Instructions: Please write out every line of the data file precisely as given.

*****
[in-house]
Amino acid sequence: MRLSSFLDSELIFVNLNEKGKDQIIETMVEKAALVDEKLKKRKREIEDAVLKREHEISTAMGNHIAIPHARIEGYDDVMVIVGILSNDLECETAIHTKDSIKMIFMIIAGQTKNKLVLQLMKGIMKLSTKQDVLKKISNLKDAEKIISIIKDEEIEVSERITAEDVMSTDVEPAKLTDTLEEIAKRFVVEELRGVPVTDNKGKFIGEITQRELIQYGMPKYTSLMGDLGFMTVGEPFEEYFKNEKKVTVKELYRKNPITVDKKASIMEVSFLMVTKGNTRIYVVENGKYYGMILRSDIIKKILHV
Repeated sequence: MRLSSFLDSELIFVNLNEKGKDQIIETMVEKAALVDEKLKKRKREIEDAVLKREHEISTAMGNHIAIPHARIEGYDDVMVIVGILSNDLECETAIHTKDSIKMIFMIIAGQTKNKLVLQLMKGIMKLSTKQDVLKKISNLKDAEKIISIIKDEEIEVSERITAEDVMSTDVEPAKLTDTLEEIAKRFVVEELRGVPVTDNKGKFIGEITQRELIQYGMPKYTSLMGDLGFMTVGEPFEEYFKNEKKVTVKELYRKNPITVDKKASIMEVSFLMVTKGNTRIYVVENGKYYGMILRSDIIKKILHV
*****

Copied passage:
[in-house]
Amino acid sequence: MRLSSFLDSELIFVNLNEKGKDQIIETMVEKAALVDEKLKKRKREIEDAVLKREHEISTAMGNHIAIPHARIEGYDDVMVIVGILSNDLECETAIHTKDSIKMIFMIIAGQTKNKLVLQLMKGIMKLSTKQDVLKKISNLKDAEKIISIIKDEEIEVSERITAEDVMSTDVEPAKLTDTLEEIAKRFVVEELRGVPVTDNKGKFIGEITQRELIQYGMPKYTSLMGDLGFMTVGEPFEEYFKNEKKVTVKELYRKNPITVDKKASIMEVSFLMVTKGNTRIYVVENGKYYGMILRSDIIKKILHV
Repeated sequence: MRLSSFLDSELIFVNLNEKGKDQIIETMVEKAALVDEKLKKRKREIEDAVLKREHEISTAMGNHIAIPHARIEGYDDVMVIVGILSNDLECETAIHTKDSIKMIFMIIAGQTKNKLVLQLMKGIMKLSTKQDVLKKISNLKDAEKIISIIKDEEIEVSERITAEDVMSTDVEPAKLTDTLEEIAKRFVVEELRGVPVTDNKGKFIGEITQRELIQYGMPKYTSLMGDLGFMTVGEPFEEYFKNEKKVTVKELYRKNPITVDKKASIMEVSFLMVTKGNTRIYVVENGKYYGMILRSDIIKKILHV